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Meetings That Work
by Gilda Bonanno

"A meeting is a place where people take minutes and waste hours." Is this statement true of your meetings? Here are four tips for running meetings that are more productive and don't waste hours:

1.    Have a Purpose for Meeting

"We always meet every Thursday at 4" is not a sufficient reason to meet.  You should be able to state the purpose for meeting in one succinct sentence.  Make this sentence your "opening statement" at the meeting and write it at the top of your agenda.  

 

Some examples:

  • "We will decide how to pilot our new flex-time policy."

  • "We will draft the high-level project plan for the software upgrade."

  • "We will review the data from the survey and decide our next steps."

If there is no purpose or if that purpose could be better achieved through different means, don't meet.

2.    Have an Agenda

The agenda should include who will handle which topic and how long it should take.  Send the agenda out before the meeting so the attendees will know what/how to prepare and what will be expected of them. Once you have an agenda, stick to it.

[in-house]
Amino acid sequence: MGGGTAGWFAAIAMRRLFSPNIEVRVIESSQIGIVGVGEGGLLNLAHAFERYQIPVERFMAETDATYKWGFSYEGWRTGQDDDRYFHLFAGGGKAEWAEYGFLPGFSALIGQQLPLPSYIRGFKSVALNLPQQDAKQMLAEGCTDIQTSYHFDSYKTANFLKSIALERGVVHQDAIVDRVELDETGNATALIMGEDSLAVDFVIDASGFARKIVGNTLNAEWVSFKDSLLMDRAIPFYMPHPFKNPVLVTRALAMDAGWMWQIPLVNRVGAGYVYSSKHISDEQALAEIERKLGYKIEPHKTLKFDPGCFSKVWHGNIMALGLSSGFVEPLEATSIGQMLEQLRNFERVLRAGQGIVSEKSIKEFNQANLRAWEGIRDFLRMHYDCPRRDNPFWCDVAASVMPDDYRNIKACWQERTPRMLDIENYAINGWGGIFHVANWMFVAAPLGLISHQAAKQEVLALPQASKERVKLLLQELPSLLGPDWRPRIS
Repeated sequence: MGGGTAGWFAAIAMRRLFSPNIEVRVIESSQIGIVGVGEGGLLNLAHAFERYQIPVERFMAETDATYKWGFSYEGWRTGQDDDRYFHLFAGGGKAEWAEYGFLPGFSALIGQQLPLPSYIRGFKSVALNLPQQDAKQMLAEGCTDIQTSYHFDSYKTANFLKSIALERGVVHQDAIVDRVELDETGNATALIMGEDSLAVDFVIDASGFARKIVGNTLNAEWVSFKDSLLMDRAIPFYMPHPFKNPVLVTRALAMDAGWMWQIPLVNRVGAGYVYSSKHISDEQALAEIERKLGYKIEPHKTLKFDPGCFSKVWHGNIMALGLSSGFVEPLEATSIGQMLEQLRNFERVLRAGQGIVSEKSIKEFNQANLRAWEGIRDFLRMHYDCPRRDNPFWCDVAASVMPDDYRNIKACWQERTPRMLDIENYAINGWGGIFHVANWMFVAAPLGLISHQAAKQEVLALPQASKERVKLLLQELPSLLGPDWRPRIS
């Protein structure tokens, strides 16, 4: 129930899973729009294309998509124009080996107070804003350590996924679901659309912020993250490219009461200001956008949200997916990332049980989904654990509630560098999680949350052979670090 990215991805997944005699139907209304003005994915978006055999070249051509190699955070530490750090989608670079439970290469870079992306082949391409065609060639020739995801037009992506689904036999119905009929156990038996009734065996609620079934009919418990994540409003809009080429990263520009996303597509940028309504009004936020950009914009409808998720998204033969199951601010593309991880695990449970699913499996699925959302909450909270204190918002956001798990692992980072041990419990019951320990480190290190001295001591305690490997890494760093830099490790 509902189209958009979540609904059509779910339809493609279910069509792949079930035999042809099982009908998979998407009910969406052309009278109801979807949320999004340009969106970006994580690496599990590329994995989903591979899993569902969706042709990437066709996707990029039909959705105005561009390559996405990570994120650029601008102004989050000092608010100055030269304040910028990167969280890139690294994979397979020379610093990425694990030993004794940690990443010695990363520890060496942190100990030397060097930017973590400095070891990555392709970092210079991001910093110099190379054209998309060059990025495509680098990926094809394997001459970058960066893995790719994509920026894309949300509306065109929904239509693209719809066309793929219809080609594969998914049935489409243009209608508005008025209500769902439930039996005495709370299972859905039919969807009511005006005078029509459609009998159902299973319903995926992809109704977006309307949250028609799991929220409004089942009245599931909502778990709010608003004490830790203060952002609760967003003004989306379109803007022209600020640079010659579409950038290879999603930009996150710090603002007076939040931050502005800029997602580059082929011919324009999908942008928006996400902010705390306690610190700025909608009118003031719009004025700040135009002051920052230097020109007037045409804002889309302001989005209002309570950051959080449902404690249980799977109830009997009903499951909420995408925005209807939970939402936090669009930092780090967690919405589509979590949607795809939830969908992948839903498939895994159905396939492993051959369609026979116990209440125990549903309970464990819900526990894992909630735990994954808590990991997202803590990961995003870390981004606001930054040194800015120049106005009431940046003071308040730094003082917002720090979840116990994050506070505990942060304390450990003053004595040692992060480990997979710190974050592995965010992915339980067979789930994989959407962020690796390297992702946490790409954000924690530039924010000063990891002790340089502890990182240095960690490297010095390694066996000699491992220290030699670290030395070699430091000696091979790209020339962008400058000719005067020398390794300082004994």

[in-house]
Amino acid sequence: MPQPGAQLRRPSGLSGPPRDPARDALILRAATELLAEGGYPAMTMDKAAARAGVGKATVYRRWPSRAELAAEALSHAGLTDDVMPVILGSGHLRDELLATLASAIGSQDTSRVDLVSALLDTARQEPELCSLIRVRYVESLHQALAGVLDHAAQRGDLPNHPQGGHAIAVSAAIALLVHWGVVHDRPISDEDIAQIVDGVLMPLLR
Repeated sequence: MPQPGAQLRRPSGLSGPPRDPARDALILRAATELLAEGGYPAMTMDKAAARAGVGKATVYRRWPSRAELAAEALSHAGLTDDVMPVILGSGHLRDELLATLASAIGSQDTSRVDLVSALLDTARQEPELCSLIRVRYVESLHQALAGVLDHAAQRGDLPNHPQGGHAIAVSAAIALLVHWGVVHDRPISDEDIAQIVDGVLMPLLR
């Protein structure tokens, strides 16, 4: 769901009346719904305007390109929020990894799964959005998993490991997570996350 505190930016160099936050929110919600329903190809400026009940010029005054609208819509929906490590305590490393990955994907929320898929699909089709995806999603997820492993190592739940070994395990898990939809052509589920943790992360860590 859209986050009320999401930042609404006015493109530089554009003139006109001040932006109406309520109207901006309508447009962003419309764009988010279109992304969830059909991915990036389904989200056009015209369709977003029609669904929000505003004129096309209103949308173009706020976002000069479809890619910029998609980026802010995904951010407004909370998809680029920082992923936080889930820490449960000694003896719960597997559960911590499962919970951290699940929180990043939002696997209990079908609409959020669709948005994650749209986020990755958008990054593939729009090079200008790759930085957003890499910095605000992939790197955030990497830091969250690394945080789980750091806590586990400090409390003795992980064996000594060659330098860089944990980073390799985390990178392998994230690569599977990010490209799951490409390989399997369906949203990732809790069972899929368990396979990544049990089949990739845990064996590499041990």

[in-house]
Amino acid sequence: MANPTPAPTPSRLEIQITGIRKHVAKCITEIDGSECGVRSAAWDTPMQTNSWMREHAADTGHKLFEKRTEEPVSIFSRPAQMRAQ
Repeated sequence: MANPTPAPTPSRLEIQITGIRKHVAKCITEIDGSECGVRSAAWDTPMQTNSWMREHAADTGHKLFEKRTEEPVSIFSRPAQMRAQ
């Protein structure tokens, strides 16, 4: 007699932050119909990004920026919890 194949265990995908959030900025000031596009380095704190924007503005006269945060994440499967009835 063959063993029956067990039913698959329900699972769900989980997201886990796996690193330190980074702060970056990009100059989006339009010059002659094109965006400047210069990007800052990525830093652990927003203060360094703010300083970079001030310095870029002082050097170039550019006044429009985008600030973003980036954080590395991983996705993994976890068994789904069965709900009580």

3.    Stick to the Time

Make the most out of everyone's time by starting and ending the meeting on time.  If people tend to come late, start on time anyway and don't repeat everything each time someone comes in late; eventually, people will get used to showing up on time.  Have someone keep track of time during the meeting so everyone stays within their allotted time and there is time to go through the whole agenda.

 

4.    Set the Ground Rules

If the group will meet often or for a long period of time, it's important to spend the first few minutes of the first meeting having the group develop ground rules for things such as the use of laptops/phones/email during meetings.  People are more likely to hold each other and themselves accountable to the ground rules if they helped to develop them.  Write them on a flipchart and post them in the meeting room or on the agenda sheet for the next meeting.  Remind people of them at the start of the next meeting.

 

If you follow these tips, your meetings will become more productive.  You'll achieve the purpose stated in the agenda while respecting people's time.   

Gilda Bonanno is a speaker, trainer and coach who helps people from all walks of life improve their communication and presentation skills.

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